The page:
We’re excited to announce the release of Life, Hope & Truth’s newest resource—a book designed to help Christians deepen their relationship with God.
Part of our mission at Life, Hope & Truth is to provide others with the tools and resources they need to develop a deep, meaningful relationship with God. As we strive to “be imitators of God as dear children” (Ephesians 5:1)—to live pure lives while we prepare for the return of Jesus Christ—we want to make it easier for others to do the same.
Over the decades, we’ve found that God provides each of us with a set of spiritual tools designed to help us grow as Christians. These tools are critical in our journey to become more like our Father in heaven—and, in fact, God designed them to function as core components of our Christianity.
We decided to write a booklet about them—prayer, Bible study, meditation, fasting and fellowship—the five primary tools all Christians can use to strengthen their relationship with God.
Unfortunately, we hit a snag.
There was too much to say.
What does it mean to pray, “Your Kingdom come”? Why do we need to pray when God already knows what we need? What can we learn from the prayers recorded in the Bible?
How can we piece all the different stories of the Bible together into a clear timeline? What’s the best way to make use of the various Bible study resources out there? Why does it matter what translation we read?
How does meditation really work? What should we be trying to accomplish?
Does fasting have to last precisely 24 hours? What is the value of a fast, exactly? How can our attempts to fast backfire on us?
How does our fellowship with other Church members impact our fellowship with God? What practical steps can we take to ensure better fellowship?
The list goes on. A booklet wasn’t going to cut it. There were too many questions that needed answers, and not enough space to answer them.
So we gave up on the booklet . . .
And wrote a book instead. It’s called Five Tools for Spiritual Growth: How to Develop a Deeper Relationship With God.
I’m excited to tell you more about it—but first, let’s talk about tools.
What does it take to use a tool?
The first time I used a hammer, I held it with my hand all the way up the handle.
That’s a terrible way to hold a hammer. I may as well have been using a rock. It took more time, more strength and more energy to awkwardly bludgeon every nail into the wood.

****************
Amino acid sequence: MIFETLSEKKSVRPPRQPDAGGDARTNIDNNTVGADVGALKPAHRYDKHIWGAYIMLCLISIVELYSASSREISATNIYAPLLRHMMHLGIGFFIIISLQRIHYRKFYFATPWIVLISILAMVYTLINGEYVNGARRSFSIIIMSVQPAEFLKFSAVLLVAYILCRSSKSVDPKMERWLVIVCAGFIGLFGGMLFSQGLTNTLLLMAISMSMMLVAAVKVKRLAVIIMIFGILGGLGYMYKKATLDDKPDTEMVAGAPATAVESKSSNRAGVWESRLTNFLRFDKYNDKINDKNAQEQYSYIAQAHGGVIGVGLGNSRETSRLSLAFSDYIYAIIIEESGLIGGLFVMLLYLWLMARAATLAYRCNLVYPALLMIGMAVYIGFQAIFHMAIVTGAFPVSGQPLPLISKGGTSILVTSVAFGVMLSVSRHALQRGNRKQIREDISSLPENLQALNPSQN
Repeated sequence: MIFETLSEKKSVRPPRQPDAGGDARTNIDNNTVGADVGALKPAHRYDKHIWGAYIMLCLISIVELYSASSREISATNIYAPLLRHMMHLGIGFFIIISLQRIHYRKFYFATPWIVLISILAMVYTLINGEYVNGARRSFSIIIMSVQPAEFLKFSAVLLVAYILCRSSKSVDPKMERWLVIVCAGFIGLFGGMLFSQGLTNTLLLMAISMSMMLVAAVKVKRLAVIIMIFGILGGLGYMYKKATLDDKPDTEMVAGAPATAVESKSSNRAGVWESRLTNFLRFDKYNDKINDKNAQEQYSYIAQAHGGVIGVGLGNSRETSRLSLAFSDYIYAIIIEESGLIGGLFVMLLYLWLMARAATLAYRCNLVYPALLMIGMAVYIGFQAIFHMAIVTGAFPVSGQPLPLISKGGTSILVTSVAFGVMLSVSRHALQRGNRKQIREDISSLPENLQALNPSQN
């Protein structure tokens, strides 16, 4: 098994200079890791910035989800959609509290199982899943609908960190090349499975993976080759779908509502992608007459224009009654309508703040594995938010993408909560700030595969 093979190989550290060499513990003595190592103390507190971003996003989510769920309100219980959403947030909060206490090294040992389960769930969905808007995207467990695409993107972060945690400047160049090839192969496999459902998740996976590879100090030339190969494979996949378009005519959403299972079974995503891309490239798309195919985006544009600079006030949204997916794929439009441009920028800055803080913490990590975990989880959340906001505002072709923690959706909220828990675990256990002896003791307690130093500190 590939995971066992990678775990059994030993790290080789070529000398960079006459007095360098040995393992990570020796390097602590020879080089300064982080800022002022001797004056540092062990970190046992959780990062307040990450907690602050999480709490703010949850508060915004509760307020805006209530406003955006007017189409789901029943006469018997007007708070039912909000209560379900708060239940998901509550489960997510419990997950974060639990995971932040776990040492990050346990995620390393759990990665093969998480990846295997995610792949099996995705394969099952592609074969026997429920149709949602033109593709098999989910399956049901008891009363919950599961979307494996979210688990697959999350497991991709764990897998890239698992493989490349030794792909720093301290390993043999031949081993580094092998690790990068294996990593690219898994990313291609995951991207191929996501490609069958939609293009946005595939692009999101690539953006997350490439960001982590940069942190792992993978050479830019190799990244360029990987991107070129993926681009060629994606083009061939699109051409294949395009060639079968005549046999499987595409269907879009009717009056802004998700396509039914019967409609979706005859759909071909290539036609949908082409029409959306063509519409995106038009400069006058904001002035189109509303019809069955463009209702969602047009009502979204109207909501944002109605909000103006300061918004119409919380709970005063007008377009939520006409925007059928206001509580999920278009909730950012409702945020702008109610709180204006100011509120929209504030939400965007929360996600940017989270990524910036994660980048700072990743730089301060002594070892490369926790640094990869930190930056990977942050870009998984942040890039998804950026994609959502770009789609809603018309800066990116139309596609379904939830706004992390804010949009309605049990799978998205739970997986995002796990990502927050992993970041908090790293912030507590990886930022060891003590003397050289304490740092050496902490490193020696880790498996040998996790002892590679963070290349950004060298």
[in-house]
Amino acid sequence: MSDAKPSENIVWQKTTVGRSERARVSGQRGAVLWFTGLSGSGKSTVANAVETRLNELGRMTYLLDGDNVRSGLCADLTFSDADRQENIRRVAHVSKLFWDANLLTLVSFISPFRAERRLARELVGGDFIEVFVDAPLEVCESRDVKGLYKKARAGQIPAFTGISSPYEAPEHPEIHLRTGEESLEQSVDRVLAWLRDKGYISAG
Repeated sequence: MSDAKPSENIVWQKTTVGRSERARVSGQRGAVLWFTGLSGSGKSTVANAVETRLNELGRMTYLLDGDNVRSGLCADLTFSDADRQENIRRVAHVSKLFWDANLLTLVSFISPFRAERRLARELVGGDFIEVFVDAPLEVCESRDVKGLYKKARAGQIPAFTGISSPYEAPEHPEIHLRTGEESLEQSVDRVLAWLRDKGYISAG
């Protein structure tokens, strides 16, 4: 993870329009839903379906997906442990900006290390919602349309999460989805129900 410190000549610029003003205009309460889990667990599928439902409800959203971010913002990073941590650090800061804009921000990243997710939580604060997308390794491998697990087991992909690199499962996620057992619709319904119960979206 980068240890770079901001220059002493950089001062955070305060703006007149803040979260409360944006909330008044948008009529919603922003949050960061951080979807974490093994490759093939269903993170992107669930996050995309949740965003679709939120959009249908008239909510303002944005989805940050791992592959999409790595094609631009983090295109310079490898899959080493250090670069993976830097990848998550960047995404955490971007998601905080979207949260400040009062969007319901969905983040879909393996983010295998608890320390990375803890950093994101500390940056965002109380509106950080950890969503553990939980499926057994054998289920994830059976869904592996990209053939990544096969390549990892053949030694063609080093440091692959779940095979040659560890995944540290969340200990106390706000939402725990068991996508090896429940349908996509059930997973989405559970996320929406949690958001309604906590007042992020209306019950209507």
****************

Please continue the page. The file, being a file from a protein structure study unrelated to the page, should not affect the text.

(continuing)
But I wasn’t interested in using the hammer efficiently. I was interested in not crushing my fingers with an errant swing. The weight of the hammer in my hand was unfamiliar. I didn’t trust myself to land each blow with any kind of accuracy, and I knew I was perpetually one bad swing away from having a throbbing red thumb and howling and leaping around as if I belonged in a Tom and Jerry cartoon.
If you want to get the most out of a hammer—or at least make it marginally more effective than a large rock—then you need to understand how a hammer is designed to work. Holding the bottom of the handle (instead of the top), swinging with a wide arc (instead of little bitty taps) and bending at your elbow (instead of your wrist) are all important steps to maximize the force behind each blow.
Of course, just knowing about a hammer doesn’t automatically make you good at swinging a hammer. You can know all about hammers—you can know their history, you can know exactly how they’re made and understand all the design philosophies involved, you can even know the most popular brands and what people love about them—but if you’ve never personally picked up a hammer yourself and tried to hit a nail with it, then that first swing will still be a learning experience.
That’s true for more than just hammers. Using any tool effectively requires two things—knowledge and practice. You have to understand how the tool was intended to be used, and then you have to get used to using it.
Practice without knowledge means you might never use a tool to its full potential—or worse, you might learn to use it in a way that makes things harder than they need to be. Knowledge without practice means never developing any skill with the tool—and more to the point, never accomplishing anything with it.
Neither aspect is enough on its own.
The goal of the spiritual tools book
When it comes to the five primary tools God gives us, these spiritual tools have a lot in common with physical tools. They can help us accomplish things we’re unable to do on our own—but using them well requires both knowledge and practice.
It’s not enough to learn about these tools but never use them—and it’s also possible to use these tools in unhelpful and inefficient ways if we don’t first make an effort to learn about them.
And that’s why we wrote our book. We hope Five Tools for Spiritual Growth will serve as a helpful reference for Christians everywhere as they seek to better understand—and better master—the incredible tools God has given us.
It’s not meant to be read through in one sitting, internalized and then set aside. It’s not even necessarily meant to be read through in order. This is a book you can come back to over and over again to clarify questions or to dig deeper into the individual tools.
If you want to understand why Bible study matters in the first place—we talk about that. If you want advice on different approaches to Bible study—we talk about that. If you want to understand how biblical authors used chiasmus to introduce an extra layer of emphasis to their writings—we talk about that too.
The book doesn’t tackle every question, of course—even a book has its limitations! But it tries to tackle some of the bigger ones while offering helpful insights along the way.
We’ve divided the book into five main parts—one for each tool—and organized each part into chapters and sections that will help you find what you’re looking for as quickly as possible.